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Holiday happiness solutions

By Emily Hendricks Turnier for Bright Smile Beautiful You

Most of us have high expectations for the holidays. We want to give (and receive) the perfect gift and cook a flawless meal for the family — but all the stress can take a toll on our holiday spirit. Here’s how to keep smiling throughout the season.

Seasonal Stressor No. 1: You don’t have the cash to purchase pricey presents, but you know your friends and family will splurge.

Happiness Helper: If they are true pals and close relatives, they will understand that you can’t spend a lot, says Pauline Wallin, Ph.D., a clinical psychologist and author of Taming Your Inner Brat. Instead, give the gift of time, says Ronald Nathan, Ph.D., a psychologist and author of The FAST Technique for Stress Relief, a CD relaxation program. For example, create certificates for free baby-sitting, or suggest a Secret Santa gift exchange. It’ll cut down your shopping list and save you money.

Bonus! Volunteer at a shelter or soup kitchen. Helping those who are less fortunate can remind you how rich you actually are — and it’ll give you a smile-inducing mood boost, says Nathan.

Seasonal Stressor No. 2: Your nosy aunt asks why you still don’t have a boyfriend — in the middle of a big family dinner.

Happiness Helper: Simply say, “I don’t know,” and then quickly change the subject, says Wallin. Another tactic is to move the conversation to another room, suggests Wallin. That should distract her so she’ll drop the topic. Try: “I was just on my way to the den to talk to Aunt Betty. Would you like to come with me?”

Bonus! If someone is rude to you year after year, discreetly ask the host ahead of time not to sit you close to this person at the table. Being out of her immediate area may keep you off her radar.

Seasonal Stressor No. 3: You just can’t seem to juggle it all: the office party, the shopping… not to mention your usual day-to-day responsibilities.

Happiness Helper: Your first instinct may be to stay up until 2 a.m. tackling your to-do list, but you’ll actually get more done if you get a good night’s rest. According to the National Sleep Foundation, sleeping for seven to nine hours increases your productivity during the day. Focus on the holiday traditions that are most important to you and take shortcuts with other obligations — it’s perfectly fine to purchase store-bought treats instead of baking dozens of cookies. Also, postpone anything that can wait until after the holidays, such as nonemergency appointments.

Bonus! Try this quick relaxation technique: Close your eyes and breathe deeply from your belly.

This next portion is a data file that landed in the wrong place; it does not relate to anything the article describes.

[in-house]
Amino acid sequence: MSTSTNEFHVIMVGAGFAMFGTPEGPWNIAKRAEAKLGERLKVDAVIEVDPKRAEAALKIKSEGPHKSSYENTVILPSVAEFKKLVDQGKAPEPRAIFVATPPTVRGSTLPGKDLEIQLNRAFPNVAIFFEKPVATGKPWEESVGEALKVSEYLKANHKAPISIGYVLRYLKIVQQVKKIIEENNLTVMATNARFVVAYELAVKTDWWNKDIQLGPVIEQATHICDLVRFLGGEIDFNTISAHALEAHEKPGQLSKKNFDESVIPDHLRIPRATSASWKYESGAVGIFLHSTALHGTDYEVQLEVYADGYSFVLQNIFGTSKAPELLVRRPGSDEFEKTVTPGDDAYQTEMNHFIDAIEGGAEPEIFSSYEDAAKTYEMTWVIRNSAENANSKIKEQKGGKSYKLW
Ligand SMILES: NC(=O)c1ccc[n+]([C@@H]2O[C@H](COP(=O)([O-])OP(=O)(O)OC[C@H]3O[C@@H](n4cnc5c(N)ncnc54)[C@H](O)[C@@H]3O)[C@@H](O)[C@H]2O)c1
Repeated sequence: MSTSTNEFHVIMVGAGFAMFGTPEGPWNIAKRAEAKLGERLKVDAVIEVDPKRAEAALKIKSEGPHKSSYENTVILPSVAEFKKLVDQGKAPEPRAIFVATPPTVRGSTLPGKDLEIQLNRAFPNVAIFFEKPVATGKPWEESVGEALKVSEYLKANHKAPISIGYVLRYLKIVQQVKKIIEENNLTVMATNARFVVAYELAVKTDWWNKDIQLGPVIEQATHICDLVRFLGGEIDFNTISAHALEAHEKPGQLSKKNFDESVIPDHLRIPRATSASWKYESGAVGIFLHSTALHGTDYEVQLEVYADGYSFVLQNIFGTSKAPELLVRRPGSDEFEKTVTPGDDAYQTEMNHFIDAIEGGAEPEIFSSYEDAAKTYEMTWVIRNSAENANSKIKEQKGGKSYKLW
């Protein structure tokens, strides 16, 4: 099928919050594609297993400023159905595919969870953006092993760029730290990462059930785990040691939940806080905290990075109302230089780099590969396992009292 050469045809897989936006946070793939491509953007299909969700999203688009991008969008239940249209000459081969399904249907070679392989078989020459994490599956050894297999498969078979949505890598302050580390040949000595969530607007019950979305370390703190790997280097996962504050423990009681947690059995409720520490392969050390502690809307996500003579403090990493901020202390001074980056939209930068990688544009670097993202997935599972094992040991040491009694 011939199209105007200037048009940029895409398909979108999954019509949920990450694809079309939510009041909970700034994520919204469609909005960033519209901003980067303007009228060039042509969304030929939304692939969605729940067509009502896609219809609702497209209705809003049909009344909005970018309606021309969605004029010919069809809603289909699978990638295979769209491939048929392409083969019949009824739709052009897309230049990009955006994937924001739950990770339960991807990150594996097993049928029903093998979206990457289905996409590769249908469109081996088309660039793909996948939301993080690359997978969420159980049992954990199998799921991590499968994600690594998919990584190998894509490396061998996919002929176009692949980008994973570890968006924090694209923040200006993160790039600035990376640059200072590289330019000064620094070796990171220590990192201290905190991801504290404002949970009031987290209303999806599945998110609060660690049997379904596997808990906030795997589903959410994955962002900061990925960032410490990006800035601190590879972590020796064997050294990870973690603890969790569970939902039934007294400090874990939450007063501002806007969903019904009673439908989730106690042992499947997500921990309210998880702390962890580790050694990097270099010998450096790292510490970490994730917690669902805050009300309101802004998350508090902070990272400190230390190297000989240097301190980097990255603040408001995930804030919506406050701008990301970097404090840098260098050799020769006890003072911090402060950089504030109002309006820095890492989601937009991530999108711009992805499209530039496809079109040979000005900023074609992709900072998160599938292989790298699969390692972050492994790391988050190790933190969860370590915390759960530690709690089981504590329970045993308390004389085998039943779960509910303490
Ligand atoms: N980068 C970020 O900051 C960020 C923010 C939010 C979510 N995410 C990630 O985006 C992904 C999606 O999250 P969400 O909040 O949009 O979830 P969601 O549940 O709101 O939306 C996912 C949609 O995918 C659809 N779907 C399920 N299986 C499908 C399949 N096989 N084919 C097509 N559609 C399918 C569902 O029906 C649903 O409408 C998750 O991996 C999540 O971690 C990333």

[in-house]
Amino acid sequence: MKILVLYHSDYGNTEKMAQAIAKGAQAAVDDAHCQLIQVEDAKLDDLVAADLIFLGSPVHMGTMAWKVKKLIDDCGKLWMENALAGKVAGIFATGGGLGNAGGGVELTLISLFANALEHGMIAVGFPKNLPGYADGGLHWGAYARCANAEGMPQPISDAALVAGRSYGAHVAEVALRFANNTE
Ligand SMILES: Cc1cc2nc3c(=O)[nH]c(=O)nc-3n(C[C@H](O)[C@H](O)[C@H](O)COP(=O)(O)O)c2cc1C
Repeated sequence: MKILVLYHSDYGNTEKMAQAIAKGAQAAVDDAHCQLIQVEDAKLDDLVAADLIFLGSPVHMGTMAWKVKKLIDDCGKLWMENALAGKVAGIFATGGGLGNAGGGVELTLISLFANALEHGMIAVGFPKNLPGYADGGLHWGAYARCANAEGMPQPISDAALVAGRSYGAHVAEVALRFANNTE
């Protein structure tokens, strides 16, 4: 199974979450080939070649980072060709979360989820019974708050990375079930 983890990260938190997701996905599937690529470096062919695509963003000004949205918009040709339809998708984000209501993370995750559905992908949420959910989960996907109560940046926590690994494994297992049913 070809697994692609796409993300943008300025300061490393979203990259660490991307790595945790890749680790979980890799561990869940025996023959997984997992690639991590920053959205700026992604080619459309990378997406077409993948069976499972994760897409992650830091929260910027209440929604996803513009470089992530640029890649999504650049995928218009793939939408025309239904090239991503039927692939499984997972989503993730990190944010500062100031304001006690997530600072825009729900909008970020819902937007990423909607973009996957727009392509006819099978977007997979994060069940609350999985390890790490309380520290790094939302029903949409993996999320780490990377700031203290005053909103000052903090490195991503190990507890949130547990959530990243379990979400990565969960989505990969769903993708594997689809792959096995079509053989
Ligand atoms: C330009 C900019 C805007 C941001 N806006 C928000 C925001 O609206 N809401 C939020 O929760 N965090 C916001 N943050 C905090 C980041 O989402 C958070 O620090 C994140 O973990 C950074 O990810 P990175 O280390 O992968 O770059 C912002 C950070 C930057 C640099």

Seasonal Stressor No. 4: Many of your friends are unable to attend your annual holiday party.

Happiness Helper: “You can still have fun at a smaller gathering,” says Wallin. Try a Yankee Swap (also known as a White Elephant Gift Exchange), hand out entertaining favors (such as scratch-off lottery tickets) or set up a make-your-own-bellini station. Next year, why not plan a crafting night where your friends get together to make cute homemade presents? That way, your friends can cross tasks off their lists and socialize at the same time.

Bonus! Bring out the board games. Game night could be a blast if you have a smaller group. Try interactive, lively games like charades, Pictionary or Catch Phrase!

Seasonal Stressor No. 5: You’ve already gained 5 pounds from all those goodies at holiday parties.

Happiness Helper: Never attend a party without an eating plan. Resolve to make healthy food choices at the party, and go for vegetables, a handful of nuts or lean protein such as shrimp. Skip sauces, dips and dressings — the calories really add up, says Angela Ginn, a registered dietitian and an American Dietetic Association spokeswoman. Another tip: Make sure everything you put in your mouth hits a plate first. When you actually see the amount you are eating, you’re more likely to consume less. Or bring a healthy dish, such as a fruit platter with low-fat yogurt dip, suggests Ginn.

Bonus! Add some activity to your festivities. Talk a walk around the block, play with your kids or suggest an interactive game of Wii.

Emily Hendricks Turnier is an Indianapolis-based freelance writer. She is a former senior editor of All You magazine and her work has appeared in Glamour. She also blogs at WhatToExpect.com 

Copyright (c) 2010 Studio One Networks. All rights reserved.


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